Lifelong cold-milk-and-Weetabix fans have been flabbergasted by the idea that their next door neighbour could be soiling their cereal with alternative toppings.

We broke the mentions of Weetabix down using the serving suggestions published on the Weetabix website at the time of writing.

Using the ingredients provided on the website, as well as a few others we found that were prominent in the Weetabix data, we broke them down into four categories – nuts/seeds, spreads, fruit/veg and berries.

We searched each ingredient within ten words of the word “Weetabix” and counted the mentions that suggested the ingredients were being eaten with Weetabix (filtering out Weetabix products that aren’t usually consumed in a bowl).


You might like

Consumer Insights for the Food and Beverage Industry

Read the Article

Spreads

Butter (including peanut butter and almond butter) is one of the more controversial toppings in the conversation and owns the spreadable share of voice. This is the most popular category for male-categorized authors.

 How Should You Eat Weetabix

Somehow, Marmite snuck in there too.

Fruit/Veg

It’s all about bananas, according to Weetabix lovers on social. Meanwhile, apples and grapes are pretty popular too.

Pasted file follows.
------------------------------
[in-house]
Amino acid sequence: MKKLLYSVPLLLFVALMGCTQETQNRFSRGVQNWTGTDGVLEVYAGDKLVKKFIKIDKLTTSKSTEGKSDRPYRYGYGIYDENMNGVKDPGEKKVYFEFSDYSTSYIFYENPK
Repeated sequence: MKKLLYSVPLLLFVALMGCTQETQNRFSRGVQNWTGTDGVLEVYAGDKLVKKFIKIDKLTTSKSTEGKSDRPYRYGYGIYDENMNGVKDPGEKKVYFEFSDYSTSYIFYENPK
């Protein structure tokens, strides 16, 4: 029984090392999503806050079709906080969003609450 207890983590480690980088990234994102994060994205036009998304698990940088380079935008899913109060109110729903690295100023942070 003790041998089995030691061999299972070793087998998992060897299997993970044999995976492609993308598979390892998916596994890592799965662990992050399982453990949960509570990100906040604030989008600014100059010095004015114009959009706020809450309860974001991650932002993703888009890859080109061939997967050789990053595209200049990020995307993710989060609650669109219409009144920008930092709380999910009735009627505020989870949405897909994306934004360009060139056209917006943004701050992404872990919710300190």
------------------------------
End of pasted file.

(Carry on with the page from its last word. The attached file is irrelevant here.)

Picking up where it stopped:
How Should You Eat Weetabix

Fruit / veg is the most popular Weetabix category for female authors.

Berries

Berries are one of the most popular topping categories, and strawberries are definitely winning the berry-related Weetabix war.

 How Should You Eat Weetabix

Nuts/seeds

Since nut and seed mention volumes are fairly low, it’d be wrong to suggest that chia seeds are one of the most popular toppings.

However, there were still a solid 32 instances of people talking about using them with their Weetabix.

 How Should You Eat Weetabix

Of course, the seeds and nuts are usually accompanied by other toppings.

Yoghurt vs milk

Given how popular yoghurt was in Weetabix’s serving suggestions we thought we’d see how many people were getting on board with it.

It turns out milk is still king when it comes to Weetabix accompaniments, but yoghurt holds its own with 180 mentions.

 How Should You Eat Weetabix

Hot n Cold

The temperature of the milk is also hot topic, and many Weetabix fans find it totally inconceivable that people would eat their cereal with milk the opposite temperature to how they like it.

We searched for mentions of “warm milk,” “hot milk”, “warmed up milk” and other variants and categorized them against mentions of milk that didn’t have a specific temperature attached. It looks like cold milk is more popular than warm for the moment.

 How Should You Eat Weetabix

How should you eat Weetabix?

Based on our investigations, it appears the best way to eat your Weetabix is with cold milk and bananas. Just like Zayn Malik did one time three years ago.

Are you a journalist looking to cover our data? Email us at react@brandwatch.com

Gemma Joyce

@GLJoyce

Gemma is the social data journalist heading up Brandwatch React. As well as being first with pop culture news, Gemma loves pizza, politics, and Angry Birds.